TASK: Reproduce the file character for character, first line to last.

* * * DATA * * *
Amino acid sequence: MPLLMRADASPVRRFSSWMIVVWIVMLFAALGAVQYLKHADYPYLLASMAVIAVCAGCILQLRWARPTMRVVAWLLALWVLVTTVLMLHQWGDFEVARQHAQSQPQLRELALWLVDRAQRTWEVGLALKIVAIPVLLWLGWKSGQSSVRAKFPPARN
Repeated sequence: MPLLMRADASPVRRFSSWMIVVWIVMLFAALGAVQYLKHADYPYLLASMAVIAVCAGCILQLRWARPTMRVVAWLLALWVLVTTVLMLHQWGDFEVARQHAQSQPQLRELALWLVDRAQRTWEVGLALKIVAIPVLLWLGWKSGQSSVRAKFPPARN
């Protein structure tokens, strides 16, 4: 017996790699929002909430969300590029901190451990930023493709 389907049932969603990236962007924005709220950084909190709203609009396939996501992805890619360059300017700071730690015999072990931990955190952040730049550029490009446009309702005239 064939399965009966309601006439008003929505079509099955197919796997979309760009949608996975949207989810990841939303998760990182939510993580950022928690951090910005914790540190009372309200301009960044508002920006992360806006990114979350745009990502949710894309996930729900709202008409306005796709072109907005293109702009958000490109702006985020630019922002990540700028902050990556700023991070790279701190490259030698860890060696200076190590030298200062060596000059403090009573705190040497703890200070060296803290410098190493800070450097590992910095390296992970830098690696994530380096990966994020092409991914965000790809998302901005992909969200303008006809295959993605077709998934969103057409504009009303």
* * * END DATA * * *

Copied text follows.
Amino acid sequence: MPLLMRADASPVRRFSSWMIVVWIVMLFAALGAVQYLKHADYPYLLASMAVIAVCAGCILQLRWARPTMRVVAWLLALWVLVTTVLMLHQWGDFEVARQHAQSQPQLRELALWLVDRAQRTWEVGLALKIVAIPVLLWLGWKSGQSSVRAKFPPARN
Repeated sequence: MPLLMRADASPVRRFSSWMIVVWIVMLFAALGAVQYLKHADYPYLLASMAVIAVCAGCILQLRWARPTMRVVAWLLALWVLVTTVLMLHQWGDFEVARQHAQSQPQLRELALWLVDRAQRTWEVGLALKIVAIPVLLWLGWKSGQSSVRAKFPPARN
């Protein structure tokens, strides 16, 4: 017996790699929002909430969300590029901190451990930023493709 389907049932969603990236962007924005709220950084909190709203609009396939996501992805890619360059300017700071730690015999072990931990955190952040730049550029490009446009309702005239 064939399965009966309601006439008003929505079509099955197919796997979309760009949608996975949207989810990841939303998760990182939510993580950022928690951090910005914790540190009372309200301009960044508002920006992360806006990114979350745009990502949710894309996930729900709202008409306005796709072109907005293109702009958000490109702006985020630019922002990540700028902050990556700023991070790279701190490259030698860890060696200076190590030298200062060596000059403090009573705190040497703890200070060296803290410098190493800070450097590992910095390296992970830098690696994530380096990966994020092409991914965000790809998302901005992909969200303008006809295959993605077709998934969103057409504009009303």